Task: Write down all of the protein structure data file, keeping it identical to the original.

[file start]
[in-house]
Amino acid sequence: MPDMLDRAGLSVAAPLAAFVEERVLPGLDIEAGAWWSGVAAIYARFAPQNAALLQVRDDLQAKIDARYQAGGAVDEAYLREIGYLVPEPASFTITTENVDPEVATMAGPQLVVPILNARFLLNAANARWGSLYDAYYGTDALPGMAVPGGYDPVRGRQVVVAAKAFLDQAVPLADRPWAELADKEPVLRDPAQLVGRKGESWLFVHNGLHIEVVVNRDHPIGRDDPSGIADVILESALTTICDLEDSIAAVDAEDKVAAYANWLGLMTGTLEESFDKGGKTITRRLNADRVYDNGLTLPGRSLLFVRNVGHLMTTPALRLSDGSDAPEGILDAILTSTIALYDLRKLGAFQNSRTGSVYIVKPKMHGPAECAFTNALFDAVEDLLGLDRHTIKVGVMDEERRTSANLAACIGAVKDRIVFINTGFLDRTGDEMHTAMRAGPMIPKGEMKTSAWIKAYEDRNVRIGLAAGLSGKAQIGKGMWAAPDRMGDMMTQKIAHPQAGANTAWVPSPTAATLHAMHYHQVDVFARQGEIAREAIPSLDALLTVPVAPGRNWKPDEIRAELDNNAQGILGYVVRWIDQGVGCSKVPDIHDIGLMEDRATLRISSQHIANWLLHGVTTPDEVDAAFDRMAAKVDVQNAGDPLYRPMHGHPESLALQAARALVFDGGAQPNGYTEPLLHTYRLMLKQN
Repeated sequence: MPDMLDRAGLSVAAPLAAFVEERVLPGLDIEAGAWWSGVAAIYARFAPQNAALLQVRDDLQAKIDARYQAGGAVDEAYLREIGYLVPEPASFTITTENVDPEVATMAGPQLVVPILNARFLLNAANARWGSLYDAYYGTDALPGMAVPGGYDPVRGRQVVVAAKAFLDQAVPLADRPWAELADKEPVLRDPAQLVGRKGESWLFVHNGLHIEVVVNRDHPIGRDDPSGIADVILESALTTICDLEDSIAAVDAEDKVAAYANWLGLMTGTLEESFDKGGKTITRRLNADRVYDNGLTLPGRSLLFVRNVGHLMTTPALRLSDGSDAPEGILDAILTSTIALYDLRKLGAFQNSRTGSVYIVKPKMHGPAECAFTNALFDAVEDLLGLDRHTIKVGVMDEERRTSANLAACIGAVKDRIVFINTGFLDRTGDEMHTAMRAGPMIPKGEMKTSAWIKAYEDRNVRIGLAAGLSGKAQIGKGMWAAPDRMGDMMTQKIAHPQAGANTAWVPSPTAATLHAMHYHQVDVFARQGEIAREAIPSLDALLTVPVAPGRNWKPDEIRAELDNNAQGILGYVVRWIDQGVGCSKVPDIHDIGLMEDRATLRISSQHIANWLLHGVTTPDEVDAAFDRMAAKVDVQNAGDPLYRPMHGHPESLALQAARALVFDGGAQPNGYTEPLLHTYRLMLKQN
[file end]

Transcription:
[in-house]
Amino acid sequence: MPDMLDRAGLSVAAPLAAFVEERVLPGLDIEAGAWWSGVAAIYARFAPQNAALLQVRDDLQAKIDARYQAGGAVDEAYLREIGYLVPEPASFTITTENVDPEVATMAGPQLVVPILNARFLLNAANARWGSLYDAYYGTDALPGMAVPGGYDPVRGRQVVVAAKAFLDQAVPLADRPWAELADKEPVLRDPAQLVGRKGESWLFVHNGLHIEVVVNRDHPIGRDDPSGIADVILESALTTICDLEDSIAAVDAEDKVAAYANWLGLMTGTLEESFDKGGKTITRRLNADRVYDNGLTLPGRSLLFVRNVGHLMTTPALRLSDGSDAPEGILDAILTSTIALYDLRKLGAFQNSRTGSVYIVKPKMHGPAECAFTNALFDAVEDLLGLDRHTIKVGVMDEERRTSANLAACIGAVKDRIVFINTGFLDRTGDEMHTAMRAGPMIPKGEMKTSAWIKAYEDRNVRIGLAAGLSGKAQIGKGMWAAPDRMGDMMTQKIAHPQAGANTAWVPSPTAATLHAMHYHQVDVFARQGEIAREAIPSLDALLTVPVAPGRNWKPDEIRAELDNNAQGILGYVVRWIDQGVGCSKVPDIHDIGLMEDRATLRISSQHIANWLLHGVTTPDEVDAAFDRMAAKVDVQNAGDPLYRPMHGHPESLALQAARALVFDGGAQPNGYTEPLLHTYRLMLKQN
Repeated sequence: MPDMLDRAGLSVAAPLAAFVEERVLPGLDIEAGAWWSGVAAIYARFAPQNAALLQVRDDLQAKIDARYQAGGAVDEAYLREIGYLVPEPASFTITTENVDPEVATMAGPQLVVPILNARFLLNAANARWGSLYDAYYGTDALPGMAVPGGYDPVRGRQVVVAAKAFLDQAVPLADRPWAELADKEPVLRDPAQLVGRKGESWLFVHNGLHIEVVVNRDHPIGRDDPSGIADVILESALTTICDLEDSIAAVDAEDKVAAYANWLGLMTGTLEESFDKGGKTITRRLNADRVYDNGLTLPGRSLLFVRNVGHLMTTPALRLSDGSDAPEGILDAILTSTIALYDLRKLGAFQNSRTGSVYIVKPKMHGPAECAFTNALFDAVEDLLGLDRHTIKVGVMDEERRTSANLAACIGAVKDRIVFINTGFLDRTGDEMHTAMRAGPMIPKGEMKTSAWIKAYEDRNVRIGLAAGLSGKAQIGKGMWAAPDRMGDMMTQKIAHPQAGANTAWVPSPTAATLHAMHYHQVDVFARQGEIAREAIPSLDALLTVPVAPGRNWKPDEIRAELDNNAQGILGYVVRWIDQGVGCSKVPDIHDIGLMEDRATLRISSQHIANWLLHGVTTPDEVDAAFDRMAAKVDVQNAGDPLYRPMHGHPESLALQAARALVFDGGAQPNGYTEPLLHTYRLMLKQN